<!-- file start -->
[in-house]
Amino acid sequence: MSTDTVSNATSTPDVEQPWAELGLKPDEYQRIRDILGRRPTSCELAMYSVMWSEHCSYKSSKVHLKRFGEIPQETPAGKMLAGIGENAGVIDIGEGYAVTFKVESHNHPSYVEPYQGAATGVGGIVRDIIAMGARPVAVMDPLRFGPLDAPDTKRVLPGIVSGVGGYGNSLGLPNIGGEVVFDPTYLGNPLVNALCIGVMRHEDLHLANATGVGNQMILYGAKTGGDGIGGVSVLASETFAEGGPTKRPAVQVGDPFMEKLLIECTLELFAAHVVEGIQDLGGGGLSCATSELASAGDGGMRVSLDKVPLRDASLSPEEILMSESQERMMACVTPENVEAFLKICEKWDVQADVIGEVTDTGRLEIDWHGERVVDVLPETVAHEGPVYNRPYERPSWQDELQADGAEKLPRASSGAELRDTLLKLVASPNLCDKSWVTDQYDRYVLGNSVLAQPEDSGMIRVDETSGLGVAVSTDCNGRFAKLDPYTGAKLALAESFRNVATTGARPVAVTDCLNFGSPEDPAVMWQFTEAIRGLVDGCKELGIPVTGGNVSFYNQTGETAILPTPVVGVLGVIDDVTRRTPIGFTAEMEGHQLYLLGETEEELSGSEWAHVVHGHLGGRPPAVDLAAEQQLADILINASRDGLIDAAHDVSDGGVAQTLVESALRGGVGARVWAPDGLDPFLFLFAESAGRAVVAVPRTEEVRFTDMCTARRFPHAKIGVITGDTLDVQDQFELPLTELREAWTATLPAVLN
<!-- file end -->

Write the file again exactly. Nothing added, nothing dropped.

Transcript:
[in-house]
Amino acid sequence: MSTDTVSNATSTPDVEQPWAELGLKPDEYQRIRDILGRRPTSCELAMYSVMWSEHCSYKSSKVHLKRFGEIPQETPAGKMLAGIGENAGVIDIGEGYAVTFKVESHNHPSYVEPYQGAATGVGGIVRDIIAMGARPVAVMDPLRFGPLDAPDTKRVLPGIVSGVGGYGNSLGLPNIGGEVVFDPTYLGNPLVNALCIGVMRHEDLHLANATGVGNQMILYGAKTGGDGIGGVSVLASETFAEGGPTKRPAVQVGDPFMEKLLIECTLELFAAHVVEGIQDLGGGGLSCATSELASAGDGGMRVSLDKVPLRDASLSPEEILMSESQERMMACVTPENVEAFLKICEKWDVQADVIGEVTDTGRLEIDWHGERVVDVLPETVAHEGPVYNRPYERPSWQDELQADGAEKLPRASSGAELRDTLLKLVASPNLCDKSWVTDQYDRYVLGNSVLAQPEDSGMIRVDETSGLGVAVSTDCNGRFAKLDPYTGAKLALAESFRNVATTGARPVAVTDCLNFGSPEDPAVMWQFTEAIRGLVDGCKELGIPVTGGNVSFYNQTGETAILPTPVVGVLGVIDDVTRRTPIGFTAEMEGHQLYLLGETEEELSGSEWAHVVHGHLGGRPPAVDLAAEQQLADILINASRDGLIDAAHDVSDGGVAQTLVESALRGGVGARVWAPDGLDPFLFLFAESAGRAVVAVPRTEEVRFTDMCTARRFPHAKIGVITGDTLDVQDQFELPLTELREAWTATLPAVLN